In the Zone part II or, Why Lev is fabulous

I may be Lev Vygotsky’s biggest fan because I find universal application for his theory.  It is applicable for any developing individual or relationship in any situation: formal, social, spiritual, etc.  I believe it creates the optimal environment for development because it is, by nature, individual, continuous and supported.

There is only 1 zone of proximal development around me.  There’s only one around you.  The things in our individual zones may be similar at this moment but our personalities, our past learning and our future goals influence how things play out in the zone right now.  Even with all that similarity and perspective though, there’s no competition, just extremely focused development.   In order to achieve that kind of focus, it helps to cultivate an awareness (awareness, not mastery) of as many aspects of development as possible ( i.e. social, spiritual, emotional, cognitive, language, motor).   Eventually I hope I to create ideas that respect my daughter’s development in all those different areas.  Right now, I am just learning and I can only concentrate on one or two at a time.

The theory respects the fact that learning is always happening.  There are big debates in Human Development about continuous learning versus learning that occurs in defined steps.  I believe both are important to keep in mind but when it comes to being intentional about day-to-day growth I stand firmly with the continuous folks.  The relief-inspiring thing about the ZPD is that one can jettison a lot of worries about developmental hurdles.  If I keep development goals in mind they play a role in my current decisions but I can toss any unrealistic expectations out the window.  The main focus becomes the small, incremental development occurring and there’s a lot of peace that comes with slow and steady development.

Ideally, there is always someone on the scaffolding, intentionally playing a part in the construction of the individual, until that just-developed part is strong enough to stand on it’s own and then the scaffolding moves up a little higher.  This guide, far from creating a child, is helping the child to build him/her self by offering knowledge, experiences, love and the chance to practice.  The richness and support of the environment offered by the guide can influence the direction and quality of the learning. (Please note that I said ‘can’…not ‘always does’).

The Zone of Proximal Development is also forgiving.   Rest assured that any principle I practice has to contain a wide allowance for error because I have to make quite a few mistakes in order to really understand something.  With the ZPD, I am wrong a lot because I’m constantly guessing as to what is or is not in the zone.  Listening to and watching the individual can give you clues as to when you’re working in the ZPD.  For my daughter, the learning in the zone usually engages her (and me because it’s fun to watch well-timed development happen) and she’s listening and excited at the prospect of a new responsibility.  Many times, if we’ve discovered something in the zone, my daughter will want to repeat the task or request more information or help.  It’s kind of a game though, because the nature of development is that it changes people so what worked really well one week might not work the same magic another week.  So I think creatively and adjust with either a similar experience at the same skill level or I respect that some learning has happened and I move up a little bit.  But the point is, with practice, I believe the teaching has the potential to become as beautiful and fluid as the development.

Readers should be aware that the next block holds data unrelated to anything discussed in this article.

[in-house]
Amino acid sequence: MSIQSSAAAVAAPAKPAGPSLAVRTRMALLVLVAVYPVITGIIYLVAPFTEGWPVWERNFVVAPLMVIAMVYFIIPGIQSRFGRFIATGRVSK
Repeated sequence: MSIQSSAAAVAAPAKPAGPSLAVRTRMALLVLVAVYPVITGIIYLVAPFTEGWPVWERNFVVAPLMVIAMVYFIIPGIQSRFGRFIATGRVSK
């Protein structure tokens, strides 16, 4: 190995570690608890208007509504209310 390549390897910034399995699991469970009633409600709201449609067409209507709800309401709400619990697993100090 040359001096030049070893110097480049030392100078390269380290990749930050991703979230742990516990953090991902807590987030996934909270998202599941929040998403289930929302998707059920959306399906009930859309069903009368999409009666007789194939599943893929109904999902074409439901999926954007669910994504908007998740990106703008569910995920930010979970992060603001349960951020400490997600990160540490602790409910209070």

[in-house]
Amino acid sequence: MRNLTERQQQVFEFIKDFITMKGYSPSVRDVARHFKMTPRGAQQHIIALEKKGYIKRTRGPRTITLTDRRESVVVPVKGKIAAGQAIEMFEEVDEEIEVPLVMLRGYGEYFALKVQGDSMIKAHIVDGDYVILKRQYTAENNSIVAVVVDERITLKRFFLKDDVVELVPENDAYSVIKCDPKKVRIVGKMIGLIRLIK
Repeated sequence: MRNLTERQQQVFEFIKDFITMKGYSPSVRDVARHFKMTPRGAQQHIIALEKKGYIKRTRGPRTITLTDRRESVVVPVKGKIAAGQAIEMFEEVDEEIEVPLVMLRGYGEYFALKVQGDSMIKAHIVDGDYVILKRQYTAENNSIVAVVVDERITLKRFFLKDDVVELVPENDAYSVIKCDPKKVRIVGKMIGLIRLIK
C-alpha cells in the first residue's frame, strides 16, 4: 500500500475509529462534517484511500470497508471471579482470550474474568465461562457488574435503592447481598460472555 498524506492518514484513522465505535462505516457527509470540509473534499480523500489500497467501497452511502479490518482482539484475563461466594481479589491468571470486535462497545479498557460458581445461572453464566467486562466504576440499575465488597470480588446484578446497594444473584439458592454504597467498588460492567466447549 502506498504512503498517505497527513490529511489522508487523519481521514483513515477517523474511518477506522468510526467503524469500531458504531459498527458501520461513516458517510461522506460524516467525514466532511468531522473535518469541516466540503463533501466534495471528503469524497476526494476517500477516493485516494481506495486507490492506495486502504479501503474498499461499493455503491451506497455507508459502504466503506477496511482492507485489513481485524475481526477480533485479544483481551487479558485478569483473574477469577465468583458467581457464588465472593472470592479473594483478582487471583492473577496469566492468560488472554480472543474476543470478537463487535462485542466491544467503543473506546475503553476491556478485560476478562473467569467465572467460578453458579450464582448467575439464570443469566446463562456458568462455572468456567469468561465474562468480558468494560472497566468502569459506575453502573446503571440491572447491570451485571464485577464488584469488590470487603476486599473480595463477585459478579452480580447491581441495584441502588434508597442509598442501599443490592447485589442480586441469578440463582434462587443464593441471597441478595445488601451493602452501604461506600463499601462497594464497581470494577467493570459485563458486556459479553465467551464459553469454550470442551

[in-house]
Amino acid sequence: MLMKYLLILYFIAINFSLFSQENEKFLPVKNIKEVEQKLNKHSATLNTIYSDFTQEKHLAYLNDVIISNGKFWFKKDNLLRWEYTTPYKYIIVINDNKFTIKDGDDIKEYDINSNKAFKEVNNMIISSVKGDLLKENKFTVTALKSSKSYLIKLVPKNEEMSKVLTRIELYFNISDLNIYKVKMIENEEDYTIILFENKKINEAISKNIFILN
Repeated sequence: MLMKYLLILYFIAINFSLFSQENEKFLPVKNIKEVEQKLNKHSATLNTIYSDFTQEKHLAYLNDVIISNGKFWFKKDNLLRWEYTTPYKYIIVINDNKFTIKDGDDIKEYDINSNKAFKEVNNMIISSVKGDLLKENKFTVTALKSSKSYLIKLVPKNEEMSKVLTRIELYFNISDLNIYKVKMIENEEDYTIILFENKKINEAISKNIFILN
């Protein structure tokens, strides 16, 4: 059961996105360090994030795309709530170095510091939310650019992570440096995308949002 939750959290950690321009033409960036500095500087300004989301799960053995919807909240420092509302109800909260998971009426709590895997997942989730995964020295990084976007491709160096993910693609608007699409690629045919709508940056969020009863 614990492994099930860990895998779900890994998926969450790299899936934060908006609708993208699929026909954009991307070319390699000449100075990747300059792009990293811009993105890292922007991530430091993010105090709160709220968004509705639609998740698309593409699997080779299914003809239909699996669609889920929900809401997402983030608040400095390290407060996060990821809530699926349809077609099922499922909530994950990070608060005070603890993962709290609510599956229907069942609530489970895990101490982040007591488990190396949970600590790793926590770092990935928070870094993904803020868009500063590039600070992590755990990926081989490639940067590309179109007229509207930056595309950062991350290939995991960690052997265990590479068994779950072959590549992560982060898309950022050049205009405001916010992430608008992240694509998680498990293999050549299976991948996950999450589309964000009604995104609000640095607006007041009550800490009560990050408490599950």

What do you think of Mr. Vygotsky’s theory?  Does it feel useful to you?  How have you experienced it’s application?  Personally, I’m really glad we met all those years ago in the Smith Family Living Center.  Thank you Lev, thank you.

Lindsay

3 thoughts on “In the Zone part II or, Why Lev is fabulous

  1. I just wrote a paper for graduate school this week about Vygotsky’s theory, and why I believe this is the learning theory that guides instruction in my classroom. I also appreciate that The Social Development Theory assumes that learners are not empty vessels to be filled with knowledge. Instead, learners are actively attempting to create meaning from the world around them. Learners often use their prior knowledge to “select and pursue their learning”. I also feel that ZPD it’s a beautiful place where not only an adult (older, more knowledgable) can scaffold and teach you; instead, most of the time it’s a peer, a friend, someone that just happens to have a bit more experience regarding a particular skill. Love, love, love that we are talking about this! Thanks for sharing your thoughts and discoveries with me!

  2. Oooh, Maria, thanks for expanding this and giving me more to think about. I really appreciate your perspective. I love the idea that we don’t actually have to develop people but they are driven to it on their own, in their own way and time. I’d forgotten that aspect of the theory and I’m really glad you brought it up. I also really appreciate your ideas about who can be on your scaffold. I feel like this has broadened my view of who teaches me, because you’re right, knowledge can be gleaned from anyone who has it to offer. So often I find myself learning valuable lessons from Jessica and maybe I haven’t given this theory enough credit for opening my eyes to those opportunities.

  3. Pingback: The Need for Boundaries: Personal Space | Extending Understanding

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